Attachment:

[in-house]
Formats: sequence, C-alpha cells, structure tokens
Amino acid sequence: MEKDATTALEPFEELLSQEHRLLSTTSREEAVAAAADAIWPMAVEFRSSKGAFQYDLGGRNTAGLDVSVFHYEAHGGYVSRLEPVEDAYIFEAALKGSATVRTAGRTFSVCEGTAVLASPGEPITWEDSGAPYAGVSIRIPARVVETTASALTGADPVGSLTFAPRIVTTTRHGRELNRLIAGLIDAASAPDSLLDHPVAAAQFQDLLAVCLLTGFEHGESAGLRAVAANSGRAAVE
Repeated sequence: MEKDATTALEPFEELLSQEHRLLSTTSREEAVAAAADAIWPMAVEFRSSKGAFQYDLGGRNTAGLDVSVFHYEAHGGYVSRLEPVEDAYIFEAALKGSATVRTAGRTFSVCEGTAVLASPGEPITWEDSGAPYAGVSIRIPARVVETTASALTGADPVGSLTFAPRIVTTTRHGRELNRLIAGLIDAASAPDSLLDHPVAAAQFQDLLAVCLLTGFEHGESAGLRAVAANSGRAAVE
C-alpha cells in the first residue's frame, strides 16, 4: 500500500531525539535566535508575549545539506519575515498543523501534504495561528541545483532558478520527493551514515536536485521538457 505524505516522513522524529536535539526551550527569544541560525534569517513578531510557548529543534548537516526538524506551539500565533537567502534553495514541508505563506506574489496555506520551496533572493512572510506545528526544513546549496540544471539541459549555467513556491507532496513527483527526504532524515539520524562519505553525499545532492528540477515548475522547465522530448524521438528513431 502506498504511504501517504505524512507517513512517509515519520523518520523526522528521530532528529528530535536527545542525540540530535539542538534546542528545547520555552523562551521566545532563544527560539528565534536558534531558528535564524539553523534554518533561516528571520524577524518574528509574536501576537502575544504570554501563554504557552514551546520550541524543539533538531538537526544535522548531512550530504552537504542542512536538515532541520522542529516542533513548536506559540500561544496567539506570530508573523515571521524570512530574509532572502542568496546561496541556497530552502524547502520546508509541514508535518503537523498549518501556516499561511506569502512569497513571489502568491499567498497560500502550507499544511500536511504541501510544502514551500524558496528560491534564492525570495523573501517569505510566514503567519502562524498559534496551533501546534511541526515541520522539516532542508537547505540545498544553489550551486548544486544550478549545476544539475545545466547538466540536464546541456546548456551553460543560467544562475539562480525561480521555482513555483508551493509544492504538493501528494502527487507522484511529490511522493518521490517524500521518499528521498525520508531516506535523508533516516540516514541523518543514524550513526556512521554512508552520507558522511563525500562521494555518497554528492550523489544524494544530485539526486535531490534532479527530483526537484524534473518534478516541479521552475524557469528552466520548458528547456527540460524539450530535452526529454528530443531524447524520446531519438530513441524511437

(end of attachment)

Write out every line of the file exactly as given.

[in-house]
Formats: sequence, C-alpha cells, structure tokens
Amino acid sequence: MEKDATTALEPFEELLSQEHRLLSTTSREEAVAAAADAIWPMAVEFRSSKGAFQYDLGGRNTAGLDVSVFHYEAHGGYVSRLEPVEDAYIFEAALKGSATVRTAGRTFSVCEGTAVLASPGEPITWEDSGAPYAGVSIRIPARVVETTASALTGADPVGSLTFAPRIVTTTRHGRELNRLIAGLIDAASAPDSLLDHPVAAAQFQDLLAVCLLTGFEHGESAGLRAVAANSGRAAVE
Repeated sequence: MEKDATTALEPFEELLSQEHRLLSTTSREEAVAAAADAIWPMAVEFRSSKGAFQYDLGGRNTAGLDVSVFHYEAHGGYVSRLEPVEDAYIFEAALKGSATVRTAGRTFSVCEGTAVLASPGEPITWEDSGAPYAGVSIRIPARVVETTASALTGADPVGSLTFAPRIVTTTRHGRELNRLIAGLIDAASAPDSLLDHPVAAAQFQDLLAVCLLTGFEHGESAGLRAVAANSGRAAVE
C-alpha cells in the first residue's frame, strides 16, 4: 500500500531525539535566535508575549545539506519575515498543523501534504495561528541545483532558478520527493551514515536536485521538457 505524505516522513522524529536535539526551550527569544541560525534569517513578531510557548529543534548537516526538524506551539500565533537567502534553495514541508505563506506574489496555506520551496533572493512572510506545528526544513546549496540544471539541459549555467513556491507532496513527483527526504532524515539520524562519505553525499545532492528540477515548475522547465522530448524521438528513431 502506498504511504501517504505524512507517513512517509515519520523518520523526522528521530532528529528530535536527545542525540540530535539542538534546542528545547520555552523562551521566545532563544527560539528565534536558534531558528535564524539553523534554518533561516528571520524577524518574528509574536501576537502575544504570554501563554504557552514551546520550541524543539533538531538537526544535522548531512550530504552537504542542512536538515532541520522542529516542533513548536506559540500561544496567539506570530508573523515571521524570512530574509532572502542568496546561496541556497530552502524547502520546508509541514508535518503537523498549518501556516499561511506569502512569497513571489502568491499567498497560500502550507499544511500536511504541501510544502514551500524558496528560491534564492525570495523573501517569505510566514503567519502562524498559534496551533501546534511541526515541520522539516532542508537547505540545498544553489550551486548544486544550478549545476544539475545545466547538466540536464546541456546548456551553460543560467544562475539562480525561480521555482513555483508551493509544492504538493501528494502527487507522484511529490511522493518521490517524500521518499528521498525520508531516506535523508533516516540516514541523518543514524550513526556512521554512508552520507558522511563525500562521494555518497554528492550523489544524494544530485539526486535531490534532479527530483526537484524534473518534478516541479521552475524557469528552466520548458528547456527540460524539450530535452526529454528530443531524447524520446531519438530513441524511437